In January, former Bloomberg Media chief executive Justin Smith said he was leaving his high-profile job to launch a news startup that would serve “unbiased journalism” to a global audience. Smith teamed up with The New York Times’ ex-media columnist Ben Smith (not related), who was also previously the editor of Buzzfeed, to cater to an estimated 150-200 million-strong English speaking, upwardly mobile, young and global readers across the world.
Seven months later, the media venture – Semafor – has racked up $25 million in seed funding and has hired more than 35 high-profile journalists, business executives, product and technology professionals. It is ready to launch this fall in the US along with Africa. Having kept away from venture capital firms, the news outlet has brought in investors including former Atlantic owner David Bradley; American Journalism Project founder John Thornton; crypto exchange FTX founder Sam Bankman-Fried; Jorge Paulo Lemann, co-founder, 3G Capital, and Jessica Lessin, founder of tech publication The Information, as some of its backers.
Semafor has ambitious plans undeterred by the onslaught faced by most digital media businesses due to tech giants Google and Facebook cornering most of the ad dollars. Instead, the startup will double down on hiring, bulk up its team size to 70 by October when it goes live, unaffected by macroeconomic headwinds that have led to job cuts and a significant slowdown across businesses globally.
It is looking to strike partnerships in India to enter with a local edition sometime soon, Smith told ET in a chat while on a visit to Mumbai recently. Indian regulations do not permit international publications to run independently due to foreign direct investment (FDI) restrictions. “An Indian edition is very much our plan over time, and we look forward to partnering with a media company here to pursue that opportunity together,” Smith said. Presently, Semafor’s offices are spread across London, New York and Washington, DC, along with a team out of Africa. “We’ll be creating regional and national products sequentially across the Middle East, Asia, Europe, Latin America,” he said.
The legacy global news outlets like The New York Times, The Washington Post, CNN, are the ones Semafor is trying to disrupt. The big American and even British media brands have viewed the international markets as an afterthought, Smith said. From the very start we wanted to create local bureaus and not send foreign correspondents to cover the international markets, he added.
How will it work?
Former Bloomberg Media chief executive Justin Smith & NYT’s ex-columnist Ben Smith | Illustration: Rahul Awasthi
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Scoops, breaking news and analysis will form the crux of the publication which will be distributed through a mobile app and a desktop site. Areas of coverage will include general news, finance, technology, climate, security, media and politics and policy. For now, the publication will be free to read, monetisation will come through advertising on its website, newsletters and events. Smith plans to introduce subscriptions in the next phase.
With the focus on individual journalists, Semafor has designed its product in a way that the reporter’s bylines and pictures will be prominently displayed to give as much information about the author.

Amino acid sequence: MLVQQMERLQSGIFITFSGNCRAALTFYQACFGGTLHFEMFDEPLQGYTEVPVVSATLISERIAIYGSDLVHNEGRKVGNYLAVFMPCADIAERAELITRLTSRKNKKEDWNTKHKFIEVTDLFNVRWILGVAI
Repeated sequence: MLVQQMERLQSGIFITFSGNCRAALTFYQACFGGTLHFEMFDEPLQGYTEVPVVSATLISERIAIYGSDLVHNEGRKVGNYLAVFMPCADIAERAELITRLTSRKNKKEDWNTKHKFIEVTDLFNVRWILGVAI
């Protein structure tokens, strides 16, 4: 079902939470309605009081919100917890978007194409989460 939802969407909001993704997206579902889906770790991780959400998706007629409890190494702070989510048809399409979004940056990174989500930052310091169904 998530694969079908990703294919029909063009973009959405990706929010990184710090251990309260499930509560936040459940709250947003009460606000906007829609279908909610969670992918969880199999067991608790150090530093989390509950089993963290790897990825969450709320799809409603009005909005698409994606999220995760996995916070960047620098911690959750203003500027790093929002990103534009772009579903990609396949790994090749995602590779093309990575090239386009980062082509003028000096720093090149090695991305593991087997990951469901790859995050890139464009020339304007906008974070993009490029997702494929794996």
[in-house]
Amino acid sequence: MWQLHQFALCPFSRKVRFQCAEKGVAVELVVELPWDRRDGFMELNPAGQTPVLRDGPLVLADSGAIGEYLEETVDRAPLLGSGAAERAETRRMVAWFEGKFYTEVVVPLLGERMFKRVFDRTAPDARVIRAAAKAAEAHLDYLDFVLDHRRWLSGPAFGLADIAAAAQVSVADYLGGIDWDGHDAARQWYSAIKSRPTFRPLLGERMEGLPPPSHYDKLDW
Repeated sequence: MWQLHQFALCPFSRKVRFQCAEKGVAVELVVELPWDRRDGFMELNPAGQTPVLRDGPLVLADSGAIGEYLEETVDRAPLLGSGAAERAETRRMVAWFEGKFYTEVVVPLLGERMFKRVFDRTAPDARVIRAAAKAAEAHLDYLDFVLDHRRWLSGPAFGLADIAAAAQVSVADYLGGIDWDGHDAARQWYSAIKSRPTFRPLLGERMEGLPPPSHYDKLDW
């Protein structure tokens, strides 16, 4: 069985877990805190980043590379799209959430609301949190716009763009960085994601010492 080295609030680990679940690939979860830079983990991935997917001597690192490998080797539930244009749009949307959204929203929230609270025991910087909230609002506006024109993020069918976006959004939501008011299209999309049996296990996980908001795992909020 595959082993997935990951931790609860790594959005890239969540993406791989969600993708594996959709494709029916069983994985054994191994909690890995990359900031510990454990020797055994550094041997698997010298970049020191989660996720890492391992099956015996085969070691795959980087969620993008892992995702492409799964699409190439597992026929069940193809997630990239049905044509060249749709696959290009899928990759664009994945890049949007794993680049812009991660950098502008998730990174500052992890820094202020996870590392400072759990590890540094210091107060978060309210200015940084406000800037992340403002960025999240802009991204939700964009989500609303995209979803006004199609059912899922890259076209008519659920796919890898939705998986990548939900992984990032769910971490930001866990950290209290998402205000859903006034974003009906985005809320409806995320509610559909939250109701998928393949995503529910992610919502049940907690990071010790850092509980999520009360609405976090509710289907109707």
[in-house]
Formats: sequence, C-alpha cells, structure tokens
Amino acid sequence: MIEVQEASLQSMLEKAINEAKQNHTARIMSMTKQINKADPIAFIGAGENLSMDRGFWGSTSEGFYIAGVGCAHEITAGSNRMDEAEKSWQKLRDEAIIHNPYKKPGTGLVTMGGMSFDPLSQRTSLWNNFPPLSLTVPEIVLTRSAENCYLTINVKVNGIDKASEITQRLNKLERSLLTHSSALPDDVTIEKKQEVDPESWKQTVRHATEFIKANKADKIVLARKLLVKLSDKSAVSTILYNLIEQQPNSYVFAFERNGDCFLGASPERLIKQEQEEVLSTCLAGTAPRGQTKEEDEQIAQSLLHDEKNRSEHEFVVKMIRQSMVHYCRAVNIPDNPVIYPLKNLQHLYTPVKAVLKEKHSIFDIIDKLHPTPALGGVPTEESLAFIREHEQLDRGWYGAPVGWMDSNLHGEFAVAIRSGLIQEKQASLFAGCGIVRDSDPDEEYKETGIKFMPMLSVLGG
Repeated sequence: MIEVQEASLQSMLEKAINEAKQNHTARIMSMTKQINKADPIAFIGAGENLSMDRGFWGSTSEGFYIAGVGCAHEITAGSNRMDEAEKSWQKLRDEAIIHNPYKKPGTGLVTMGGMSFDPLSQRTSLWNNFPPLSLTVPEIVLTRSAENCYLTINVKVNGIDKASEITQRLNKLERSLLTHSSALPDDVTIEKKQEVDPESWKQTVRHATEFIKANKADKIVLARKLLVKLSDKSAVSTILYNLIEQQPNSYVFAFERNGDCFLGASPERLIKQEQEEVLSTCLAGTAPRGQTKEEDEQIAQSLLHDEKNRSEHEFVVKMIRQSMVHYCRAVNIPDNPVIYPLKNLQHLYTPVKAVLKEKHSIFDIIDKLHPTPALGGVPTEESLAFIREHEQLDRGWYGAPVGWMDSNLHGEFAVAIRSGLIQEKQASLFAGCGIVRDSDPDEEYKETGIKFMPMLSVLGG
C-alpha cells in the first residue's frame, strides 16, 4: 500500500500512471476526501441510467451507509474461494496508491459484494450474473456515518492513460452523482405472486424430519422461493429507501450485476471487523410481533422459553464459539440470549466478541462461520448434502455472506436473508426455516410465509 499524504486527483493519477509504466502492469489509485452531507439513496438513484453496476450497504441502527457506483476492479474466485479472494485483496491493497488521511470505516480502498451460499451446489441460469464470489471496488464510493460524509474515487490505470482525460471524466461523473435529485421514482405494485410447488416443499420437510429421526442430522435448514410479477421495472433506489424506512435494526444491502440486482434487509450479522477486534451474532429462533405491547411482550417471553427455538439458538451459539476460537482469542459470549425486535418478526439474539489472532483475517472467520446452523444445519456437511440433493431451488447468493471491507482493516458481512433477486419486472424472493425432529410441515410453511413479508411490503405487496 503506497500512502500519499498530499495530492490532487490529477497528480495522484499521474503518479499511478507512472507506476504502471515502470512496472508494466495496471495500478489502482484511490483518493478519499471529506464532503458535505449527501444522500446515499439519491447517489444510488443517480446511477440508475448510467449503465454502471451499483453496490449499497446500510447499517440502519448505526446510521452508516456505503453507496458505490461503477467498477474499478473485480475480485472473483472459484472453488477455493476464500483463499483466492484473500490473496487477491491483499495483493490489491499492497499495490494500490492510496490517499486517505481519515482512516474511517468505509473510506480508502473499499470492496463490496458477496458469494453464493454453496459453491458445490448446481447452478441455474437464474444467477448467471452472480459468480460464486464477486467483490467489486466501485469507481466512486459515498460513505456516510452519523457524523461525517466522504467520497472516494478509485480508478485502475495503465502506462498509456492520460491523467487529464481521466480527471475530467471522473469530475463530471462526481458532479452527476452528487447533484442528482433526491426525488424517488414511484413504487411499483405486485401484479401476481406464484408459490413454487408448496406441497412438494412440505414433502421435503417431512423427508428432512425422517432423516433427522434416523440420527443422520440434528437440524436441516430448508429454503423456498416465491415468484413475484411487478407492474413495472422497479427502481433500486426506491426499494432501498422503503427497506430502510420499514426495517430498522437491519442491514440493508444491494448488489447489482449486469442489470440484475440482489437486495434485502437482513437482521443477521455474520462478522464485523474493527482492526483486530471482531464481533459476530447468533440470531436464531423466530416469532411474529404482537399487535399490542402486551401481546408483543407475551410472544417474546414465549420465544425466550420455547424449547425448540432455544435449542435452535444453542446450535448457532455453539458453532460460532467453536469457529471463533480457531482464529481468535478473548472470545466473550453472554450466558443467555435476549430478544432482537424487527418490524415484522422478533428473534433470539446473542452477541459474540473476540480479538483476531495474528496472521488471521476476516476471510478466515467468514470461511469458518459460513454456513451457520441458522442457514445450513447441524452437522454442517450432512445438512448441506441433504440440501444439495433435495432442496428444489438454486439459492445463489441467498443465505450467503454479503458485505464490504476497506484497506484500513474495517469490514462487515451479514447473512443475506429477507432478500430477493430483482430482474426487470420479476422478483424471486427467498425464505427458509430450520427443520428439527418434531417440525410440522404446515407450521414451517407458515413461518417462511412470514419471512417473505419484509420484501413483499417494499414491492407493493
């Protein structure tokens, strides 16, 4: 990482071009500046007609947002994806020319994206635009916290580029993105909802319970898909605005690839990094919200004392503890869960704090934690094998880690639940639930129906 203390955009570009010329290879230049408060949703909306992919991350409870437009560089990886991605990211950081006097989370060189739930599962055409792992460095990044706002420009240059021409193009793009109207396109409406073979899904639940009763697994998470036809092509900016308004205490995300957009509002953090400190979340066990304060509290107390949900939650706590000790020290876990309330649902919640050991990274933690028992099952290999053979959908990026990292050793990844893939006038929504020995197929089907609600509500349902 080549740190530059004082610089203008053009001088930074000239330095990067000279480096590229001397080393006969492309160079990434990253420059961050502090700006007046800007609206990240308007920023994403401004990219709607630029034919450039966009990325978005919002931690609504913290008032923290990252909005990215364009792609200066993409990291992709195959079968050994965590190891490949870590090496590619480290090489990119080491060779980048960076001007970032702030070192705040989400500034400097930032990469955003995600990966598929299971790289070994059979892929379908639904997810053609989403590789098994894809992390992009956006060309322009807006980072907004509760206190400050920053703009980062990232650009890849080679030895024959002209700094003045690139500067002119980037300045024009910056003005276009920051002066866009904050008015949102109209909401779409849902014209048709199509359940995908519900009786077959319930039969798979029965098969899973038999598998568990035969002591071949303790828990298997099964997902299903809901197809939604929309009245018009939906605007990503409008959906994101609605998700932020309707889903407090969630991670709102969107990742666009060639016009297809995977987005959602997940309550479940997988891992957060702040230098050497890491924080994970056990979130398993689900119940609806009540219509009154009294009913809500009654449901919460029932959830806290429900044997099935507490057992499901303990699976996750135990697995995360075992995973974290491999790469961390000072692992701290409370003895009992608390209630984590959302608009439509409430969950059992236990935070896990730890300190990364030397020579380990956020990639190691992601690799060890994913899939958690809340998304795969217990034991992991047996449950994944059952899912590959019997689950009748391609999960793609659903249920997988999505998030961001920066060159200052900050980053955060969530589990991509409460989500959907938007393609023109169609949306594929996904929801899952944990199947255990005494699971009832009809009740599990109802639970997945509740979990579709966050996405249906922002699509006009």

“Our experienced executive team is trying to solve the crisis of trust in news and the first thing we are doing is that we’re going to lean into the idea that trust of readers has shifted from institutions to individuals,” Smith said. With the arrival of social media, particularly microblogging platform Twitter, and later on platforms such as Substack, journalists have tried to engage directly with readers. But a lot of the opinion-driven reporting has led to polarising audiences which has affected media’s perception at large. Smith said his outlet would try to differentiate between news, analysis and opinion, which in today’s media landscape has been blended.
Each story will be divided into sections; first the scoop, then the views of the reporter, a global take on the news and then a quick wrap of what other media or an external expert has to say about the topic. He said Semafor reporters would offer their views and analysis of the news they break as they would anyway do it on Twitter and other social media, but the publication wants to separate news from opinion
Impact of the Axios deal
Semafor’s launch comes close on the heels of a mega all-cash deal in the new media sector. Last week, five-year-old media startup Axios, which is primarily known for its crisp, breaking news and scoops in politics, business, and technology, was sold for $525 million to Cox Enterprises, an Atlanta-based family-owned group with interests in media, telecommunications, among others.
Smith said the sale was “brilliant on all levels and a sign of vitality of the news market.”
While Axios, Politico (sold for $1 billion to Germany’s
Springer), Business Insider (Axel Springer bought controlling stake for $343 million), The Athletic (acquired by The New York Times for $550 million) have stirred up the digital news sector, some of the first-generation platforms like Vice, Buzzfeed and Vox have slumped in valuation in recent years and jobs cuts have followed. “If you look at Vox, Vice or even Buzzfeed, they just didn’t have a very strong business strategy and experienced people to execute the plan…Whereas Politico and Axios are the best examples of new brands that have really monetized extremely well… We will be pieces of Politico and Axios, more general interest and more global… And, hopefully, will have some of the similar economic outcomes because these were very successful, valuable businesses that were built” Smith said while talking about Politico and Axios.
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